Saturday, 11 April 2015

Pattern of the Weeeeeeeeek - Great British Granny Shrug


This week I'm talking about the Great British Granny Shrug. Full disclosure - it's one of mine - but because I got the idea from around and about I put it up for free. I'm featuring it because a version of it has made it into the window once more:

Just below the ceiling tile where the leak was. Ahhhhhh. Lovely.

Now, this is a very easy pattern. Even if I say so myself.

It's essentially made out of two granny hexagons. So if you've managed to make a granny square (for example if you've been on one of our Learn to Crochet One lesson....) then you can make this. All you have to do is start with six shells in the middle and then move outwards with six corners. Twice. Dead easy.

What does make people struggle, is the putting it together so I thought I might explain that a little better now with some of my beautiful artwork. So, you'll end up with something like looks like this: 

The coloured dots are simply where you fold it. You can fold the blue corners to eachother or the green ones or of the purple ones. (Just to be clear though, the colours in the corners don't appear on the work - this is just two show you that you have options which is perhaps why it's confused people doing the pattern.) Any will work. I used the purple ones:

Once you've folded the purple corner onto the other purple folder you'll get a 'T' shape as shown by the light orange dotted line. Dead easy. Then you need to: 

 Sew the red line to the equivalent red line on the other granny hexagon that you've made, making the back and that's when it looks like this:

 Can you see? And finally:

 You sew the tops of the arms to themselves and  that gives you the basic shape. It'll look like a much more beautiful version of this:


Lots of people have worked it out but I thought I'd make it super clear. I hope that helps.

Now, more about the actual pattern itself. I used the Fashion Aran when we used to stock in in 100g balls because I'd made a Union Jack hot water bottle cover and had loads left over which meant that the original uses a 4.5mm hook and aran weight yarn. BUT YOU CAN USE WHATEVER YOU WANT! The hexagons have to be the same size of course, otherwise they won't sew together nicely and you'll have one arm longer than the other but you can literally use sewing cotton and a .000000000005 hook if you wanted. You shouldn't want to do that though and if you do you need seeing to... If you look at the projects that people have made though you'll see they've done it in all sorts of weights.

Now, limitations. There are limitations to this pattern and that is that the chest/bust size decides the width and length of the arms and the body.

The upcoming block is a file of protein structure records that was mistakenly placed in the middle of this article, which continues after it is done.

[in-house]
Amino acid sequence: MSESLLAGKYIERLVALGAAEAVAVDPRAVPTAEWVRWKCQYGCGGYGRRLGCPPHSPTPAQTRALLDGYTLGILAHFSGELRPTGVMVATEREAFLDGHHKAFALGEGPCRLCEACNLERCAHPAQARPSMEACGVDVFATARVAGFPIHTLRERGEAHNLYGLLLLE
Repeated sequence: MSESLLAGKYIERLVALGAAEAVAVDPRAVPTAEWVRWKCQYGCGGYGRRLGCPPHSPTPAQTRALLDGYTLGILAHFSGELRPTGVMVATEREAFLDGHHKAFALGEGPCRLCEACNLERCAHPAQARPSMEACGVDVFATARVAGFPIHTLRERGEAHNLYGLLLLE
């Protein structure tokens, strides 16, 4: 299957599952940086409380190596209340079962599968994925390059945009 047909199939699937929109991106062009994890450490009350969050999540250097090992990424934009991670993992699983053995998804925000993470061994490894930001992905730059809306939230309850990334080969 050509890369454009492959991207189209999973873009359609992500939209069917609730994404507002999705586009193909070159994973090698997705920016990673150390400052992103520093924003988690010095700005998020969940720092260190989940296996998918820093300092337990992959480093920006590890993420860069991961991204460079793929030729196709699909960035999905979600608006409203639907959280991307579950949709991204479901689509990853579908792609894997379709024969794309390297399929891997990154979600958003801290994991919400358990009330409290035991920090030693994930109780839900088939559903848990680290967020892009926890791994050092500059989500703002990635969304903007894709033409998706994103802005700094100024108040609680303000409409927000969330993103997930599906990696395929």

So the purple line indicates a quarter of the bust measurement. The orange line between the purple and blue ones indicates the length of the sleeve and the green line indicates the length of the jacket from below the arm. The relationship between the blue and the green line indicate the half width of the sleeve (which I think means that the crucial measurement of the length of the purple, blue and green lines is the width around the whole of the sleeve but don't quote me on this, all of a sudden it's got very mathsy in here...). Anyway, essentially, you don't have a choice, once you've got a bust/chest measurement, what anything else is doing to do. Only, you kinda do..... 

You can add on to the bottom of the cardigan or onto the length of the sleeves, really easily. Especially the sleeves, just go round and round in granny stripes. The bottom is a little hard because you'll have to work in rows which means you'll have one row of front facing trebles and one row of back facing trebles if you decide to go back and forth. If you've done one row stripes anyway and are therefore having to break your yarn at the beginning and end of each stripe then just make sure you're always working with the right side facing. If you're not doing stripes then decide whether you're ocd enough to care about that. OOOOOOOOOOOR. You can start from the very beginning of the hexagon, flipping after the sl-st at the end of each round so that you're kind of working back and forth and kind of working in rounds. OOOOOOOOOOOOOOOOOOOOR you could just think much less about this sort of thing than I do.

But! If you decide to do any of this adding onto anywhere, there is the added (and probably very slight or even unique to me) disappointment in losing the sheer simplicity of a bloody cardigan made out of two hexagons.


And that, as they say is that. Although, you probably need a proper photo of the thing don't you? Haha. 

Lovely ain't it?

Love Eleanor. xxxxxxxxxxx

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